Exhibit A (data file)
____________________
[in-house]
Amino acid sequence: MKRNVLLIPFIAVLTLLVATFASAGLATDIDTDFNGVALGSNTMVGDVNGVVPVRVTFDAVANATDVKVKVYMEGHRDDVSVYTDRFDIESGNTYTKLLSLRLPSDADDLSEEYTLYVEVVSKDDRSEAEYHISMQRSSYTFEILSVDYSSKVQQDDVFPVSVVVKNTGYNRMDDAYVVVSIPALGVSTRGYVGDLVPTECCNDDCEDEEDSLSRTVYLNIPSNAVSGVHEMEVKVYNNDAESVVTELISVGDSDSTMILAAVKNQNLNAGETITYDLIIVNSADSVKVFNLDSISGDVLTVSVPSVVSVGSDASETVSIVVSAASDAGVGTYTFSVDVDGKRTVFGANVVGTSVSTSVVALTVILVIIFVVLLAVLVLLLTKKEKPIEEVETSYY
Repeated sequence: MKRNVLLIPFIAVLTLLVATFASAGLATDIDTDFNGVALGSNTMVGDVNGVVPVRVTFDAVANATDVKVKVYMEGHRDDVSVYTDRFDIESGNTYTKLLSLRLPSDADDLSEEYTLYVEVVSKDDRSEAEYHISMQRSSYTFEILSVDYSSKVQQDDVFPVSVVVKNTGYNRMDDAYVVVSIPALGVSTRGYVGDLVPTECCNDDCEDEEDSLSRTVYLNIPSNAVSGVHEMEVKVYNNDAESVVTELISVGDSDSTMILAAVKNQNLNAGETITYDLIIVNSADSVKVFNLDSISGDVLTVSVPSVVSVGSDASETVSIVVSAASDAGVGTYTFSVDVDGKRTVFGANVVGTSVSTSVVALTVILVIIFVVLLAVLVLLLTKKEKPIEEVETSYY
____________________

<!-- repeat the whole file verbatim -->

[in-house]
Amino acid sequence: MKRNVLLIPFIAVLTLLVATFASAGLATDIDTDFNGVALGSNTMVGDVNGVVPVRVTFDAVANATDVKVKVYMEGHRDDVSVYTDRFDIESGNTYTKLLSLRLPSDADDLSEEYTLYVEVVSKDDRSEAEYHISMQRSSYTFEILSVDYSSKVQQDDVFPVSVVVKNTGYNRMDDAYVVVSIPALGVSTRGYVGDLVPTECCNDDCEDEEDSLSRTVYLNIPSNAVSGVHEMEVKVYNNDAESVVTELISVGDSDSTMILAAVKNQNLNAGETITYDLIIVNSADSVKVFNLDSISGDVLTVSVPSVVSVGSDASETVSIVVSAASDAGVGTYTFSVDVDGKRTVFGANVVGTSVSTSVVALTVILVIIFVVLLAVLVLLLTKKEKPIEEVETSYY
Repeated sequence: MKRNVLLIPFIAVLTLLVATFASAGLATDIDTDFNGVALGSNTMVGDVNGVVPVRVTFDAVANATDVKVKVYMEGHRDDVSVYTDRFDIESGNTYTKLLSLRLPSDADDLSEEYTLYVEVVSKDDRSEAEYHISMQRSSYTFEILSVDYSSKVQQDDVFPVSVVVKNTGYNRMDDAYVVVSIPALGVSTRGYVGDLVPTECCNDDCEDEEDSLSRTVYLNIPSNAVSGVHEMEVKVYNNDAESVVTELISVGDSDSTMILAAVKNQNLNAGETITYDLIIVNSADSVKVFNLDSISGDVLTVSVPSVVSVGSDASETVSIVVSAASDAGVGTYTFSVDVDGKRTVFGANVVGTSVSTSVVALTVILVIIFVVLLAVLVLLLTKKEKPIEEVETSYY